FDA Perspectives: Scientific Considerations of Forced Degradation Studies in ANDA Submissions - Pharmaceutical Technology

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FDA Perspectives: Scientific Considerations of Forced Degradation Studies in ANDA Submissions
The author outlines the scientific aspects of forced degradation studies that should be considered in relation to ANDA submissions.


Pharmaceutical Technology
Volume 36, Issue 5, pp. 73-80

Conclusion

An appropriately-designed stress study meshes well with the QbD approaches currently being promoted in the pharmaceutical industry. A well-designed stress study can provide insight in choosing the appropriate formulation for a proposed product prior to intensive formulation development studies. A thorough knowledge of degradation, including mechanistic understanding of potential degradation pathways, is the basis of a QbD approach for analytical method development and is crucial in setting acceptance criteria for shelf-life monitoring. Stress testing can provide useful insight into the selection of physical form, stereo-chemical stability of a drug substance, packaging, and storage conditions. It is important to perform stress testing for generic drugs due to allowable qualitative and quantitative differences in formulation with respect to the RLD, selection of manufacturing process, processing parameters, and packaging materials.

Acknowledgments

The author would like to thank Bob Iser, Naiqi Ya, Dave Skanchy, Bing Wu, and Ashley Jung for their scientific input and support.

Ragine Maheswaran, PhD, is a CMC reviewer at the Office of Generic Drugs within the Office of Pharmaceutical Science, under the US Food and Drug Administration's Center for Drug Evaluation and Research,
Disclaimer: The views and opinions in this article are only those of the author and do not necessarily reflect the views or policies of the US Food and Drug Administration.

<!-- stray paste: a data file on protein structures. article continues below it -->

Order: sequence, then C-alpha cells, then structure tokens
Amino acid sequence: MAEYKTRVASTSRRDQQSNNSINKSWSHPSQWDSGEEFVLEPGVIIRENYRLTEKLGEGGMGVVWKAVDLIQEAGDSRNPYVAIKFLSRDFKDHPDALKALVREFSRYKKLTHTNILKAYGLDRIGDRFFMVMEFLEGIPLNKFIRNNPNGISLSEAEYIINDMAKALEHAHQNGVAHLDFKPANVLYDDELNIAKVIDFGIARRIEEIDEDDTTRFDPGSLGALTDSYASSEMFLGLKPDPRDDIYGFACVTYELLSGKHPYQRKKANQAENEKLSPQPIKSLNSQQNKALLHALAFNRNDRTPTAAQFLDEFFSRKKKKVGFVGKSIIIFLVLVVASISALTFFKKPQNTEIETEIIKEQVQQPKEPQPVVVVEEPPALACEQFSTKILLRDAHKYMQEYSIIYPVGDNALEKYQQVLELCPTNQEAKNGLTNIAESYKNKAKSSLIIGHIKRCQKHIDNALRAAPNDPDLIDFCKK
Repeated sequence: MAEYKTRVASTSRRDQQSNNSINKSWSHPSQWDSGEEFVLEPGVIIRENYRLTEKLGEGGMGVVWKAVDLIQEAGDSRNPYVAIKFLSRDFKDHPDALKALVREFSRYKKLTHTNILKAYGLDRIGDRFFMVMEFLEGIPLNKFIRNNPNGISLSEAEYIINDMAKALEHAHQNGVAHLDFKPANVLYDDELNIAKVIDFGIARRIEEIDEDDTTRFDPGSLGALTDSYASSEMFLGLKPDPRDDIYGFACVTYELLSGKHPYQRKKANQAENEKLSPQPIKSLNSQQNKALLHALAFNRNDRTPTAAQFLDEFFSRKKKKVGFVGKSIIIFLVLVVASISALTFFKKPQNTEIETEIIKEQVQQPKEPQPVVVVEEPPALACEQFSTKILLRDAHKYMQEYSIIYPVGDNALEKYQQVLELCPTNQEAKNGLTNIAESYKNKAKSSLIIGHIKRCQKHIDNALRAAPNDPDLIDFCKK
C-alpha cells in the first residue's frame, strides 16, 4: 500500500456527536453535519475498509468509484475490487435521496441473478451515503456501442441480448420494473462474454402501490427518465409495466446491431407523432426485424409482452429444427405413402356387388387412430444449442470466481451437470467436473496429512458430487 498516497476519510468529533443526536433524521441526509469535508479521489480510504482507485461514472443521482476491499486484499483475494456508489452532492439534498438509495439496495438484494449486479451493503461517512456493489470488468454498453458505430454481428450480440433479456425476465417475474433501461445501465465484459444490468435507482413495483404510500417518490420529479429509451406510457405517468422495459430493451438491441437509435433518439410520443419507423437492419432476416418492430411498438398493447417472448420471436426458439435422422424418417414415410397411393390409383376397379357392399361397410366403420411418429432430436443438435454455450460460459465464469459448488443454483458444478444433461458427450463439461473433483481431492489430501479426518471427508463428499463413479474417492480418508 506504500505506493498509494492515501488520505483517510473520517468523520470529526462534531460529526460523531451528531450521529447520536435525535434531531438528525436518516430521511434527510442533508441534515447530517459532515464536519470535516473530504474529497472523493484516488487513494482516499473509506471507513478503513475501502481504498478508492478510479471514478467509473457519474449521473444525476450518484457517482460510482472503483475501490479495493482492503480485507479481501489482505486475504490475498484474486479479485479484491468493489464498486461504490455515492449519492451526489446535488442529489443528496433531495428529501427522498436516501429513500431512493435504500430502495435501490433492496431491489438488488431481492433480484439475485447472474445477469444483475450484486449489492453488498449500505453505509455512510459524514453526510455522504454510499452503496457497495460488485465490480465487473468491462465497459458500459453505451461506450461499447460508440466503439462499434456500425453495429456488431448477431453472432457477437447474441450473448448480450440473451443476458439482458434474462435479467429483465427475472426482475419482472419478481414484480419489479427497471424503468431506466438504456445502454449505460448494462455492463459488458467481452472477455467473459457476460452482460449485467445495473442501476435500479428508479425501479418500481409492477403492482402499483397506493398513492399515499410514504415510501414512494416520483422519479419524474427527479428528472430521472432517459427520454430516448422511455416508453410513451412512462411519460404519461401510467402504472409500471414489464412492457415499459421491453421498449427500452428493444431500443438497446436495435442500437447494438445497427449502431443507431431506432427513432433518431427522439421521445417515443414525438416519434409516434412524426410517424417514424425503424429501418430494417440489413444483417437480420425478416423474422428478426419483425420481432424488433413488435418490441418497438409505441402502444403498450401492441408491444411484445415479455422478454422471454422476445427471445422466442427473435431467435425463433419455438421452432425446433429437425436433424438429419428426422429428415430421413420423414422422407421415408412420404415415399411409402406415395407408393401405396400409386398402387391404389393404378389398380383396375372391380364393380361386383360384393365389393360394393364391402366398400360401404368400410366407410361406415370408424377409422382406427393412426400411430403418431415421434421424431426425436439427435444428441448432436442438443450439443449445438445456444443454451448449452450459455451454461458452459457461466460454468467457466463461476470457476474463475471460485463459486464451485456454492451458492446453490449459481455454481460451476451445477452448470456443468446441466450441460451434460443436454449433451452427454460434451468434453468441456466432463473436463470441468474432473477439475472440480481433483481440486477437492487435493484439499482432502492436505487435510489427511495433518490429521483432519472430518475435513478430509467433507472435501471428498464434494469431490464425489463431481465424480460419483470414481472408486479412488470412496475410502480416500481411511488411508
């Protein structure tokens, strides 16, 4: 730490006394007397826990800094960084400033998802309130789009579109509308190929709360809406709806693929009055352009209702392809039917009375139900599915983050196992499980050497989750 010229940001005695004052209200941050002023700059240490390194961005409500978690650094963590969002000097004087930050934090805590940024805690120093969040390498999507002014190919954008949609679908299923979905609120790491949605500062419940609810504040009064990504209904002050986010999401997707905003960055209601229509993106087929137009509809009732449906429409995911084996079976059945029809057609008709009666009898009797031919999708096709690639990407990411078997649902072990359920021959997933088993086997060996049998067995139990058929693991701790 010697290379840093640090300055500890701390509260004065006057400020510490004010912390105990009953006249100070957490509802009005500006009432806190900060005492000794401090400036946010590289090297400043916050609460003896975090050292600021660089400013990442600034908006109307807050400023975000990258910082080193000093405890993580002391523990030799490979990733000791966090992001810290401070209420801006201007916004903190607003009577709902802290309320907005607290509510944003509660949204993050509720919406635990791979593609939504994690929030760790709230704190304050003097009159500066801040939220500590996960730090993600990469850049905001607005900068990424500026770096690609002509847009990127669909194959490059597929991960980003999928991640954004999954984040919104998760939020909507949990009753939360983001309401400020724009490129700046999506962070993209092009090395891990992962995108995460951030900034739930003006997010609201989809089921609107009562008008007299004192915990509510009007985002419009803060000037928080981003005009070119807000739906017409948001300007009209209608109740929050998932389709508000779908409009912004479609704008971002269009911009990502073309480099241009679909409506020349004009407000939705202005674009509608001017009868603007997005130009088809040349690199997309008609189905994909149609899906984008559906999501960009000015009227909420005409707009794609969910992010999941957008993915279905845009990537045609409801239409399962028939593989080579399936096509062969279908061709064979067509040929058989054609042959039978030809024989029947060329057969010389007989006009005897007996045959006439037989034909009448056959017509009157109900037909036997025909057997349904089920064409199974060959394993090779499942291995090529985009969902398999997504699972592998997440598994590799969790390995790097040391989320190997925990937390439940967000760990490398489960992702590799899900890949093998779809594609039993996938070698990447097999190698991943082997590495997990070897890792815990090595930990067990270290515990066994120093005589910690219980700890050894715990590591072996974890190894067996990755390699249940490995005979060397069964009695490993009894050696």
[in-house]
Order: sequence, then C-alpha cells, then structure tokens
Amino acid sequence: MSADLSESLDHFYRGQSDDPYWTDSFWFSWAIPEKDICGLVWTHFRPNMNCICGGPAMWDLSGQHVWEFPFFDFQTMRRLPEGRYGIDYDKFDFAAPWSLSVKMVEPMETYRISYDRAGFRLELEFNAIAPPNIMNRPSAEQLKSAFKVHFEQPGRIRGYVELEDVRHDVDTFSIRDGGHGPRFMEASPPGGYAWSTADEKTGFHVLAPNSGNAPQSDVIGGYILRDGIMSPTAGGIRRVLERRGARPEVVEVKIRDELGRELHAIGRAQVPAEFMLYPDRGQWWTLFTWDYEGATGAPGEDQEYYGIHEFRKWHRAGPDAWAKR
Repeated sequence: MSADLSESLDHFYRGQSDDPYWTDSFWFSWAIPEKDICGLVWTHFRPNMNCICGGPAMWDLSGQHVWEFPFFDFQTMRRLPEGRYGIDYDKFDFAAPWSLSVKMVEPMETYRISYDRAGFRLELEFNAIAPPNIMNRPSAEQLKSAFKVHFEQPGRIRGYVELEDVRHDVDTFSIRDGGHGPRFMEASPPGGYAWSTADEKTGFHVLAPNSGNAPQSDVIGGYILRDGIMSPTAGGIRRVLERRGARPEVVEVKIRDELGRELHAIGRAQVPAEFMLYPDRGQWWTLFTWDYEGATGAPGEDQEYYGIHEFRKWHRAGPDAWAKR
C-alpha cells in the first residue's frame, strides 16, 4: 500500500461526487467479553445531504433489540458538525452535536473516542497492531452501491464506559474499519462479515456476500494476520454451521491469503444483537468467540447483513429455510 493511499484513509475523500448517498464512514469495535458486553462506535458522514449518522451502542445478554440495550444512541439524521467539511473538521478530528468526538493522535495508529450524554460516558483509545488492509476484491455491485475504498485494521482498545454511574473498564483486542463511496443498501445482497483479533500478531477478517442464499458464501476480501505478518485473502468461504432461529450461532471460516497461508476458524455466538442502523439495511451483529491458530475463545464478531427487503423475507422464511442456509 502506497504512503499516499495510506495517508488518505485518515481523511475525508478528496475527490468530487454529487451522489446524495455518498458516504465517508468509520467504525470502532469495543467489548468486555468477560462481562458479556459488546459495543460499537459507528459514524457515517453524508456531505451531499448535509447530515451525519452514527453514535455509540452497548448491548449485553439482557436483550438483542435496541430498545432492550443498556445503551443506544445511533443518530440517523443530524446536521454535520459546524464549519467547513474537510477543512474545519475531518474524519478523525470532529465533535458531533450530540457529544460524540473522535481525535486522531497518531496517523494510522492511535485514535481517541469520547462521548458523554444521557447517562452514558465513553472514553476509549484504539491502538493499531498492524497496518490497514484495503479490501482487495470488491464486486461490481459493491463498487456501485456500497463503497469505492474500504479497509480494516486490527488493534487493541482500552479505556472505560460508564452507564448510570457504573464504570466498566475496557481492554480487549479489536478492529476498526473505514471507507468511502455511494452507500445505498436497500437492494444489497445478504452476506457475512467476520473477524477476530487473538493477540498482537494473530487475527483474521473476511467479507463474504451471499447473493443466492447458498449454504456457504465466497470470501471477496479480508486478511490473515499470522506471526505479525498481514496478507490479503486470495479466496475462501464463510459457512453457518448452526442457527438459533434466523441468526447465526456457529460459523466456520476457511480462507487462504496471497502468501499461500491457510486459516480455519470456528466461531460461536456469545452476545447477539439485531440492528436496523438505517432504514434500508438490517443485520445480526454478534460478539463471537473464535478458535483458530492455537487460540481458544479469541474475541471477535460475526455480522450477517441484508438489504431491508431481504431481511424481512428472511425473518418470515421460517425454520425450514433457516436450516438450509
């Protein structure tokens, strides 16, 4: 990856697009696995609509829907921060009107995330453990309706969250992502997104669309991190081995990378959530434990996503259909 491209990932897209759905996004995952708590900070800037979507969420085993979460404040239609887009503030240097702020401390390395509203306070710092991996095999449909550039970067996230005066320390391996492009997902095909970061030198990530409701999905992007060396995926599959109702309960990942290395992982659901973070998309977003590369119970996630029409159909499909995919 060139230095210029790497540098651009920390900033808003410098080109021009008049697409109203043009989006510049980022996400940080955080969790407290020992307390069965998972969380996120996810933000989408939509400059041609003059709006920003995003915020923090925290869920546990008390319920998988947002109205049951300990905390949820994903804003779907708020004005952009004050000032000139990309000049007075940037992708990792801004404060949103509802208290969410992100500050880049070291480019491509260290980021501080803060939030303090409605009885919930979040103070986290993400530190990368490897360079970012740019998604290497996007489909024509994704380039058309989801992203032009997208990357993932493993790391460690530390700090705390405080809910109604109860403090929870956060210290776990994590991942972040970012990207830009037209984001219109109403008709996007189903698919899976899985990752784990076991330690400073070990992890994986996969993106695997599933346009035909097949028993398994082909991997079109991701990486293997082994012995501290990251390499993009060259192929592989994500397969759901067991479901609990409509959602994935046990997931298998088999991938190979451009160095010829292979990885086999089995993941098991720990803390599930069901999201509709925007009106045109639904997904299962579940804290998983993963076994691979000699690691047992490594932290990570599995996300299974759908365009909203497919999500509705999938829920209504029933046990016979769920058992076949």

References

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2. ICH, Q1B Stability Testing: Photostability Testing of New Drug Substances and Products (Geneva, Nov. 1996).

3. H. Brittain, Analytical Profiles of Drug Substances and Excipients (Academic Press, London, 2002).

4. A. Srinivasan and R. Iser, Pharm. Technol. 34 (1), 5059 (2010).

5. A. Srinivasan, R. Iser, and D. Gill, Pharm. Technol. 34(8), 4551 (2010).

6. A. Srinivasan, R. Iser, and D. Gill, Pharm. Technol. 35 (2), 5867 (2011).

7. S. Klick, et al., Pharm.Technol. 29 (2) 4866 (2005).

8. K. M. Alsante, L. Martin and S. W. Baertschi, Pharm.Technol. 27 (2) 60-72 (2003).

9. D. W. Reynolds, et al., Pharm.Technol. 26 (2), 4856 (2002).

10. K. M. Alsante et al., Advanced Drug Delivery Reviews 59, 2937 (2007).

11. FDA, Guidance for Industry on Analytical Procedures and methods Validation Chemistry, Manufacturing, and Controls Documentation (draft) (Rockville, MD, Aug. 2000).

12. ICH, Q6A: Specifications: Test Procedures and Acceptance Criteria for New Drug Substances and New Drug Products: Chemical Substances (Geneva, Oct. 1999).

13. ICH, Q3A(R2) Impurities in New Drug Substances (Geneva, Oct. 2006).

14. ICH, Q3B(R2) Impurities in New Drug Products (Geneva, June 2006).

15. FDA, Guidance for Industry ANDAs: Impurities in Drug Substances (draft), (Rockville, MD, Aug. 2005).

16. FDA, Guidance for Industry ANDAs: Impurities in Drug Products (draft) (Rockville, MD, Nov. 2010).

17. EMA, Guideline on the Limits of Genotoxic Impurities, Committee for Medical Products for Human Use (CHMP) (Doc. Ref EMA/CHMP/QWP/251344/2006) (Jan. 1, 2007).

18. K. A. Conners et al., Chemical Stability of Pharmaceuticals, Wiley and Sons, New York, New York, 2nd Ed., p. 19 (1986).


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